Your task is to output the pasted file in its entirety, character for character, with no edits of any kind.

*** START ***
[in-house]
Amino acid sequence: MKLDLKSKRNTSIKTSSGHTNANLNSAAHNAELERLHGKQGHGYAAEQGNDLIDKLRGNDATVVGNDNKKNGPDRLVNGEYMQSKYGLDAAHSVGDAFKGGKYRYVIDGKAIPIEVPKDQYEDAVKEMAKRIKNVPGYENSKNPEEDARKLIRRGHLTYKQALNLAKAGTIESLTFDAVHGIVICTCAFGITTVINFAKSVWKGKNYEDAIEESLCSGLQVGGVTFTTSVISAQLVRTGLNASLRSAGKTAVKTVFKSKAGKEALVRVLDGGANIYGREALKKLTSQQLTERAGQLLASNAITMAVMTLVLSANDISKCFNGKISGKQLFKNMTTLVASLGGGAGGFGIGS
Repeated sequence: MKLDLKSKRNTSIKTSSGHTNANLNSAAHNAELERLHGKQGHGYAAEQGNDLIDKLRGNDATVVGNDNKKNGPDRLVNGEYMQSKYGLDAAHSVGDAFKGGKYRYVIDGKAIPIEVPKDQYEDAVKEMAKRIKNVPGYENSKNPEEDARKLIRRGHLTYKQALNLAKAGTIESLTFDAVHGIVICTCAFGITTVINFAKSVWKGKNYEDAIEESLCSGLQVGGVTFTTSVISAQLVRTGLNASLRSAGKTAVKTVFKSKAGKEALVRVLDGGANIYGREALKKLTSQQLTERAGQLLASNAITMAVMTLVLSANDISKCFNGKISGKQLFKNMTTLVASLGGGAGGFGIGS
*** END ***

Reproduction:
[in-house]
Amino acid sequence: MKLDLKSKRNTSIKTSSGHTNANLNSAAHNAELERLHGKQGHGYAAEQGNDLIDKLRGNDATVVGNDNKKNGPDRLVNGEYMQSKYGLDAAHSVGDAFKGGKYRYVIDGKAIPIEVPKDQYEDAVKEMAKRIKNVPGYENSKNPEEDARKLIRRGHLTYKQALNLAKAGTIESLTFDAVHGIVICTCAFGITTVINFAKSVWKGKNYEDAIEESLCSGLQVGGVTFTTSVISAQLVRTGLNASLRSAGKTAVKTVFKSKAGKEALVRVLDGGANIYGREALKKLTSQQLTERAGQLLASNAITMAVMTLVLSANDISKCFNGKISGKQLFKNMTTLVASLGGGAGGFGIGS
Repeated sequence: MKLDLKSKRNTSIKTSSGHTNANLNSAAHNAELERLHGKQGHGYAAEQGNDLIDKLRGNDATVVGNDNKKNGPDRLVNGEYMQSKYGLDAAHSVGDAFKGGKYRYVIDGKAIPIEVPKDQYEDAVKEMAKRIKNVPGYENSKNPEEDARKLIRRGHLTYKQALNLAKAGTIESLTFDAVHGIVICTCAFGITTVINFAKSVWKGKNYEDAIEESLCSGLQVGGVTFTTSVISAQLVRTGLNASLRSAGKTAVKTVFKSKAGKEALVRVLDGGANIYGREALKKLTSQQLTERAGQLLASNAITMAVMTLVLSANDISKCFNGKISGKQLFKNMTTLVASLGGGAGGFGIGS